Now, this one comes from qualities mentioned by Corey in his post on Superversive SF. We cobbled it together from a podcast we all did a while back where we compiles the list.
Aspiring/Inspiring- These mean that the characters aspire to something greater than themselves, and inspire others to seek greatness, and not remain where they are. This also refers to characters who theoretically aspire for uplifting things that aren’t necessarily a part of the moral sphere, such as beauty. “Betterment” and “wonder” both fall here.
Oooh, so many choices with this one. I wonder if I should even go into it.
Granted, this isn’t as big or as epic as they’re shooting for. Most of my characters are just trying to live their lives, do their jobs, and go home. Sure, they’re cops, or even spies, so their “Day to Day” is probably thrilling to us. Scott Murphy, the Mossad spy, doesn’t want to be noticeable or noticed.
But there is one thing that they all want in this particular case. There is one, overriding and overpowering desire that all of my heroes are interesting in: the truth. You could say that the truth in this case will also lead to justice, so that’s two virtues, but the lines blur here. You could also say that, as the writer, my goals are truth and justice.
As I’ve mentioned, the plot revolves around the history of Pope Pius XII and his actions during World War II. Those who have already read Vox Day’s The Irrational Atheist already know this answer.
So, if Truth and Justice are something to aspire to, check.
Virtuous- This means that there is a right and wrong in the world. This does not mean there can’t be moral complexity and ambiguity – in fact, when done well this can be incredibly powerful – but even then there needs to be an understanding that there’s a difference between right and wrong. The characters themselves don’t necessarily need to be virtuous, but the concept of virtue must exist in the framework of the story.
Considering that I’m tackling the whole “Hitler’s Pope” discussion? You can be darn certain that there will be a right and a wrong, and moral complexity. There won’t be much in the way of ambiguity … though at certain points along The Pius Trilogy, there are some interrogation methods that are definitely in a moral gray area. Heh heh heh.
Heroic- Closely entwined with the second category, the Heroic category means that there is a standard of heroism. While this doesn’t necessarily mean that you’ll have a hero (for a brilliant superversive story that features a protagonist who isn’t a hero, see John C. Wright’s “Pale Realms of Shade”), it means that the protagonist has a code of ethics under which they work, a code of ethics that marks them as something more than a villain. To go back to “Pale Realms of Shade”, the protagonist, Flint, might be a Grade A jerk and even a murderer, but he’s different from the demons he’s fighting against; in fact, he has to be for the story to work, because the temptation to become demonic is central to the story. While having truly villainous villains is something of a lost art nowadays and can certainly help flesh out this category, it is not strictly necessary for an Agnes Trunchbull to exist – but a standard for heroism is an absolute must.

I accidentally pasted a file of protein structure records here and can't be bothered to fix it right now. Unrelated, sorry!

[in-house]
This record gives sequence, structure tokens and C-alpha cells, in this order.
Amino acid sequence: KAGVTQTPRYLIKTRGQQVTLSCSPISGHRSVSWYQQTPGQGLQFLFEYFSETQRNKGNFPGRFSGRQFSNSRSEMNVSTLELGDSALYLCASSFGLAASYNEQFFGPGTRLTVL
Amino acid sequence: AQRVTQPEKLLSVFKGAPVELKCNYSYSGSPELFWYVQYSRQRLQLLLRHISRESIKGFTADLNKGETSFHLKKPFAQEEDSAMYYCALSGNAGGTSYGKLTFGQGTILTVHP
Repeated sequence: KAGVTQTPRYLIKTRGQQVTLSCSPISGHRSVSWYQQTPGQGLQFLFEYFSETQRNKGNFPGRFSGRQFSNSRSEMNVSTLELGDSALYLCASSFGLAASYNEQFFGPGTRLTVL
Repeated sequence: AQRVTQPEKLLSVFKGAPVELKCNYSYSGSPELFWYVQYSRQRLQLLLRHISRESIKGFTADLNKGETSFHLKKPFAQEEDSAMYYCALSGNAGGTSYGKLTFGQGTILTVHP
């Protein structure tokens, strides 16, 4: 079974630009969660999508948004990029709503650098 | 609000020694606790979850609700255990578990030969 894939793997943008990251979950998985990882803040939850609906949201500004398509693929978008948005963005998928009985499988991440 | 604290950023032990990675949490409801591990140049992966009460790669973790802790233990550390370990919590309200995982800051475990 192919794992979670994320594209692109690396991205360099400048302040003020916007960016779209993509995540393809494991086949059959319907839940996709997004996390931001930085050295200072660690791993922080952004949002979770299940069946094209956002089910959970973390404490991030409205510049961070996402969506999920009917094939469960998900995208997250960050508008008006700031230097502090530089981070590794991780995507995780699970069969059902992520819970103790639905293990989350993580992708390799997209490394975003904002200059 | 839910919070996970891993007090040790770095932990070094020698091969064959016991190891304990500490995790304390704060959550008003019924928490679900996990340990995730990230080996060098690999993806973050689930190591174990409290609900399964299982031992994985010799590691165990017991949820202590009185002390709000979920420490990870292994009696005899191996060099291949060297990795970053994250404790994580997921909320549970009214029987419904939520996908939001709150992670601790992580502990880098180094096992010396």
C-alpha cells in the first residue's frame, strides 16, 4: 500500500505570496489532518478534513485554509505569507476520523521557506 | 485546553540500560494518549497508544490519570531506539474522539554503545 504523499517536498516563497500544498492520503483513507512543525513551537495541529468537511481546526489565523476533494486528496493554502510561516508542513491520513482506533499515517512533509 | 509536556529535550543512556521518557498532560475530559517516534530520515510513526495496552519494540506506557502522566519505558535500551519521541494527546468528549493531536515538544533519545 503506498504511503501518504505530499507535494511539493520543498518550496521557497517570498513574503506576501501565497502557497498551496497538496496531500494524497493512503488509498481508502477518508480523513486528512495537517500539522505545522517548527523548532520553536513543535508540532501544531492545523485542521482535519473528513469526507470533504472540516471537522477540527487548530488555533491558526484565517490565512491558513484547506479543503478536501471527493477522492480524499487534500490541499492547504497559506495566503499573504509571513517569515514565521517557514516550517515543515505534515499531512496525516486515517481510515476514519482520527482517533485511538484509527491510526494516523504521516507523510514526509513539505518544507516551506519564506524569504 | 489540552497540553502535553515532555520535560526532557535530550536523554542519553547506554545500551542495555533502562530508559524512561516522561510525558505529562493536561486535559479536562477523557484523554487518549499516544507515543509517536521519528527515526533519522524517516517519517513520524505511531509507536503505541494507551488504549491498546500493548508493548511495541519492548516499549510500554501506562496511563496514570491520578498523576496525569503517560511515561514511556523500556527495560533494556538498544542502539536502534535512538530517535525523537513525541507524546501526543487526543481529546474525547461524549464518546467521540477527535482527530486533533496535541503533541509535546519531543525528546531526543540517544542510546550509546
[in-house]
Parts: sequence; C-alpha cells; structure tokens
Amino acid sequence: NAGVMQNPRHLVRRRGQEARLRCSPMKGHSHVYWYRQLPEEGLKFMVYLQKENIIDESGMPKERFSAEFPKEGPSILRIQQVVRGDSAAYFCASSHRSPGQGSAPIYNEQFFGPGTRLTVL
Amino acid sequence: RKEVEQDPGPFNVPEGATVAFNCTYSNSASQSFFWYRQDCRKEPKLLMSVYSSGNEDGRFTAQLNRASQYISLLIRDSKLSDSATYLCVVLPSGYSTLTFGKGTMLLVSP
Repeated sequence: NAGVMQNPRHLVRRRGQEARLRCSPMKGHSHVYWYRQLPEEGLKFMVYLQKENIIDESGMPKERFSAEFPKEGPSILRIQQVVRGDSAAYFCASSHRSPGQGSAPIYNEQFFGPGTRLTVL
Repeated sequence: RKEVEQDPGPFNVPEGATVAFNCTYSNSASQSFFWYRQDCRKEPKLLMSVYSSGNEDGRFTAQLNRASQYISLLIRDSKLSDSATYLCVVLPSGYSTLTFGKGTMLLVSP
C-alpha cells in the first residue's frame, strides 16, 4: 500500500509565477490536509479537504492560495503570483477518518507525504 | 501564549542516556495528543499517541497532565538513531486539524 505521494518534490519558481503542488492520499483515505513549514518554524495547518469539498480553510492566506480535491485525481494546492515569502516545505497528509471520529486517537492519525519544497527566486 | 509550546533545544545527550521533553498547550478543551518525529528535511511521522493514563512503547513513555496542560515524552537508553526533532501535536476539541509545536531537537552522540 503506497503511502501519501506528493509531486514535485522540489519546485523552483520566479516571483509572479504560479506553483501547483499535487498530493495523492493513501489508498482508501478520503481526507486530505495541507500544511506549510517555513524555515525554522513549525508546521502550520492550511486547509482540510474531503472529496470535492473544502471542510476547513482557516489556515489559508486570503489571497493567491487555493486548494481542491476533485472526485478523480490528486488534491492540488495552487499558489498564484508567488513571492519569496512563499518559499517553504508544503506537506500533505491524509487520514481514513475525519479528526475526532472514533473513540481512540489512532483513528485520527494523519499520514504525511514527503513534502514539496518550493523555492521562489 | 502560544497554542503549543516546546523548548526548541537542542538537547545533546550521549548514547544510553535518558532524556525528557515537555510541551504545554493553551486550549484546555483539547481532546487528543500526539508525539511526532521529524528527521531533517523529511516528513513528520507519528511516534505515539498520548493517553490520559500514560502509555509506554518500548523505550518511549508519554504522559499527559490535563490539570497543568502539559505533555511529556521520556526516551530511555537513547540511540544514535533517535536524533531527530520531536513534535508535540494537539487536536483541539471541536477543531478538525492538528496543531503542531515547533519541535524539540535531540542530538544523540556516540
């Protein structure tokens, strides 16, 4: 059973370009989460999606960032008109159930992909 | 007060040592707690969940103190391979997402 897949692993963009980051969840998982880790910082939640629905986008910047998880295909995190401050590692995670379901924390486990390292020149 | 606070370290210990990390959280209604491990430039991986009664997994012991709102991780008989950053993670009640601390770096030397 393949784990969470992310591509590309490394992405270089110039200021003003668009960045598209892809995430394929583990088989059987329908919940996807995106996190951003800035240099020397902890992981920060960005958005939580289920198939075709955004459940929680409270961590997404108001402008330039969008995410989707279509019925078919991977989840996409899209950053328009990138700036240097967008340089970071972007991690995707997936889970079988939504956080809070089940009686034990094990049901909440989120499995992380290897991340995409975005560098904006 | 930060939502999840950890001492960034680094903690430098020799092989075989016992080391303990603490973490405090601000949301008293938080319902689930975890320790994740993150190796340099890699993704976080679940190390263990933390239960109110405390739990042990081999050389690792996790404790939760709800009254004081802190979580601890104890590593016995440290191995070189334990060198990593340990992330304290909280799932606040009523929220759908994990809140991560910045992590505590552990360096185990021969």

If I recall correctly, Agnes Trunchbull is the antagonist of Matilda, by Roald Dahl, so was such a two-dimensional evil, it was nearly jarring.
However, to work backwards, yeah, I’ve got a bad guy. In fact, he’s such a bad guy, the reason that The Pius Trilogy is three books is due to the villain having so many backup plans, he just wouldn’t stay down. I did everything but drop a house on him. But villainous enough? Well, how about a plan to take down the Catholic church, as many religions as possible, and aiming to be a mass murderer by the time his plan is over? I hope that’s evil enough for everyone.
As for heroes …. well, I did have someone once compare my team here to the Justice League. Though Avengers is hotter right now.
Decisive – This means that the characters are active; their actions matter. They are not bereft of agency, at the whim of fate, or purely reactive to the things going on around them. These characters make decisions that affect the plot, and their decisions have to mean something. Books that ultimately preach the meaninglessness of life and the futility of struggling to change it don’t fit this section.
Check. This part is easy. I even make certain to note at several points over the course of the trilogy that none of these folks are locked into the story. They can ditch at any time.
Non-Subversive- This is pretty much exactly what it says on the tin. These are works that do not attempt to subvert the paradigms of healthy culture, and don’t mock and criticize needlessly. While many great superversive works contain certain subversive aspects – even Lewis’s Narnia series and Tolkien’s Middle Earth books aren’t free of this, nor should they be – the work as a whole should be predicated on building up society rather than bringing it down.
Also easy…. I was expecting more work for this one. Western Civilization is built on the back of Judeo-Christian …. everything. Even the contributions of Greece and Rome were preserved largely by the religious, up to and including Irish monks. A Pius Man basically supports everything built by that history. And if you don’t believe me when I say “everything” …. you’d be surprised what I can cram into a book.
Huh. That was surprisingly easy. I expected another nightmare like with Pulp. I’ll take it.
Illegitimi non carborundum